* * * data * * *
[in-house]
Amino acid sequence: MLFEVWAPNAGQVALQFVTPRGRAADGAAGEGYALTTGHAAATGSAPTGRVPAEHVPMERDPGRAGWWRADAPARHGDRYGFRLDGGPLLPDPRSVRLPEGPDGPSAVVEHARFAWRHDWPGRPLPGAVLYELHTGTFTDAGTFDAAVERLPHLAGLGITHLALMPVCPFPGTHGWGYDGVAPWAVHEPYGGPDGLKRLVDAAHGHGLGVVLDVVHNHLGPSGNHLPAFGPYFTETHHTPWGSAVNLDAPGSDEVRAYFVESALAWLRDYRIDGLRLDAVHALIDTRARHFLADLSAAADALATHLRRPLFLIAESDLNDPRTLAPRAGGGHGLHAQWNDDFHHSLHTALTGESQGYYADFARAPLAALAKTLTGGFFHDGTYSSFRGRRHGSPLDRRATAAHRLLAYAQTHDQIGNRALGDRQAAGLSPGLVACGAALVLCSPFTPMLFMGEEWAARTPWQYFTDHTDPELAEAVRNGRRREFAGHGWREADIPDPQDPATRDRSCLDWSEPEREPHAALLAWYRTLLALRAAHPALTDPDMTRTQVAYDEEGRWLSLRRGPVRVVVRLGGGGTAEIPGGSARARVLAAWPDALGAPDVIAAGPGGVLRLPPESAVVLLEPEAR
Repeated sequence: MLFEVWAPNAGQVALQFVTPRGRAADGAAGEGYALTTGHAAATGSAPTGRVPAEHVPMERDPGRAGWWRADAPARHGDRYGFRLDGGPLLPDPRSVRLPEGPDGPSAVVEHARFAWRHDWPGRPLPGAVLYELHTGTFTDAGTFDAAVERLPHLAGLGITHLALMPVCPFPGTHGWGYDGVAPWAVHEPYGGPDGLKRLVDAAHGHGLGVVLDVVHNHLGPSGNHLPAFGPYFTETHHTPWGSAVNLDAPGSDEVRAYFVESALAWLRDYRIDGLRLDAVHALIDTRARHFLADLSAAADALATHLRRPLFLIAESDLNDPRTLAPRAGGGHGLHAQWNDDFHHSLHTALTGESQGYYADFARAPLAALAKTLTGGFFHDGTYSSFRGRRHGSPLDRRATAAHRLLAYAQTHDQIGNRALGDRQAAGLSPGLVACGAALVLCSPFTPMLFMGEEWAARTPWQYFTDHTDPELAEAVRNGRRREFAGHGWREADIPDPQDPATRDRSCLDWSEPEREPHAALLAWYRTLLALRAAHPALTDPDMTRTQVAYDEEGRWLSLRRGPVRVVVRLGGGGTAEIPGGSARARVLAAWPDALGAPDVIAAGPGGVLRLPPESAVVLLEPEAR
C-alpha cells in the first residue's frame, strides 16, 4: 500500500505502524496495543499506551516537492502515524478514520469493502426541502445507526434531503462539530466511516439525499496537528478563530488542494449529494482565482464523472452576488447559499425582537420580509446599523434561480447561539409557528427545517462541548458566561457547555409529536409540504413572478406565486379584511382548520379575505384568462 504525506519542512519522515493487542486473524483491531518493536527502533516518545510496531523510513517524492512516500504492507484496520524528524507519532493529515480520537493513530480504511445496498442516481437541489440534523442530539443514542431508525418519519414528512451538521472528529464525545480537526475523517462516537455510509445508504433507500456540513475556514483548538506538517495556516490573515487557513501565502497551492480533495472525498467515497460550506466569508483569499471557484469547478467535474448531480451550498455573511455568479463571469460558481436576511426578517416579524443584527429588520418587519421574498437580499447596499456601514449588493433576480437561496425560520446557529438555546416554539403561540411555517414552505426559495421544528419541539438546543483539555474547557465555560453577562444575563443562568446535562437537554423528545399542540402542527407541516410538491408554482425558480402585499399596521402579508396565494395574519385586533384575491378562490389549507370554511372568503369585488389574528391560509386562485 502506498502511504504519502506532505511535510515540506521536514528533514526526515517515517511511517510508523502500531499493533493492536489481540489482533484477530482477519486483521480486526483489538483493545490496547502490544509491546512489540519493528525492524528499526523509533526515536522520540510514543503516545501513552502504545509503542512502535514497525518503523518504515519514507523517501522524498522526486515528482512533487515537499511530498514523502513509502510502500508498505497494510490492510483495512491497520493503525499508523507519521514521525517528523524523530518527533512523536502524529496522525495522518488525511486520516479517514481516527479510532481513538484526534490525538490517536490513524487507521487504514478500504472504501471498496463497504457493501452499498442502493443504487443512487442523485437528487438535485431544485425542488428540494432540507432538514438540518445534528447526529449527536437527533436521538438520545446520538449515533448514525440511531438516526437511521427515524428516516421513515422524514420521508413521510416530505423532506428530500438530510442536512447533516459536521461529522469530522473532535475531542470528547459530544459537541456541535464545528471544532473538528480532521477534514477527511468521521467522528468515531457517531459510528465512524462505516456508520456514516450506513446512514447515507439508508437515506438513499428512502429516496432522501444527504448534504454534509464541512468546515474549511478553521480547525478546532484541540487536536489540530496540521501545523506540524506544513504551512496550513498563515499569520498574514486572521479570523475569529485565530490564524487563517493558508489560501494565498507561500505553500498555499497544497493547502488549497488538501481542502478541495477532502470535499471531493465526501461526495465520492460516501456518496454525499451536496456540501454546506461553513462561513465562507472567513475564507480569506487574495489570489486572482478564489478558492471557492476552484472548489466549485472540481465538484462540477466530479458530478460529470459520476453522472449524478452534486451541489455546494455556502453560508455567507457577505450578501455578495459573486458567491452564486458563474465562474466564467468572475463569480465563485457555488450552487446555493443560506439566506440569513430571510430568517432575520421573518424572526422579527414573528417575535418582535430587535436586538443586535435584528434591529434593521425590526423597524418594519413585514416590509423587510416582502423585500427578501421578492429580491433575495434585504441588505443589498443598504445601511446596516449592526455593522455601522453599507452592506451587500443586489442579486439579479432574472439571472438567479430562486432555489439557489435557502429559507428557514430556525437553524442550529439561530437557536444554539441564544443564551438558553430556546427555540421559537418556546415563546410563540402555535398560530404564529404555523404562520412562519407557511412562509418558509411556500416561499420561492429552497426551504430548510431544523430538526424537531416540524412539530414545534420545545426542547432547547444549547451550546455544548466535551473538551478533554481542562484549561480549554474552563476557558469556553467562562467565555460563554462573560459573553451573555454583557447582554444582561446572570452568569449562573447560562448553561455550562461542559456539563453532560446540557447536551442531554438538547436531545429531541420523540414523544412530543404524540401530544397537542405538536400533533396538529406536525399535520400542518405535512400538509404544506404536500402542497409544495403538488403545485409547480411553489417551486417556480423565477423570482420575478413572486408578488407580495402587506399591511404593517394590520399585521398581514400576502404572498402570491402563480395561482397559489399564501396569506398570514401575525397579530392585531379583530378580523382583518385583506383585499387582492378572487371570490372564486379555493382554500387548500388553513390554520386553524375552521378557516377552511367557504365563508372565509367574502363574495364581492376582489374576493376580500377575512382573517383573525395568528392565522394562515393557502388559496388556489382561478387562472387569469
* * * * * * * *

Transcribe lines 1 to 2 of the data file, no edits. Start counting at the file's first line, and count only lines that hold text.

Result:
[in-house]
Amino acid sequence: MLFEVWAPNAGQVALQFVTPRGRAADGAAGEGYALTTGHAAATGSAPTGRVPAEHVPMERDPGRAGWWRADAPARHGDRYGFRLDGGPLLPDPRSVRLPEGPDGPSAVVEHARFAWRHDWPGRPLPGAVLYELHTGTFTDAGTFDAAVERLPHLAGLGITHLALMPVCPFPGTHGWGYDGVAPWAVHEPYGGPDGLKRLVDAAHGHGLGVVLDVVHNHLGPSGNHLPAFGPYFTETHHTPWGSAVNLDAPGSDEVRAYFVESALAWLRDYRIDGLRLDAVHALIDTRARHFLADLSAAADALATHLRRPLFLIAESDLNDPRTLAPRAGGGHGLHAQWNDDFHHSLHTALTGESQGYYADFARAPLAALAKTLTGGFFHDGTYSSFRGRRHGSPLDRRATAAHRLLAYAQTHDQIGNRALGDRQAAGLSPGLVACGAALVLCSPFTPMLFMGEEWAARTPWQYFTDHTDPELAEAVRNGRRREFAGHGWREADIPDPQDPATRDRSCLDWSEPEREPHAALLAWYRTLLALRAAHPALTDPDMTRTQVAYDEEGRWLSLRRGPVRVVVRLGGGGTAEIPGGSARARVLAAWPDALGAPDVIAAGPGGVLRLPPESAVVLLEPEAR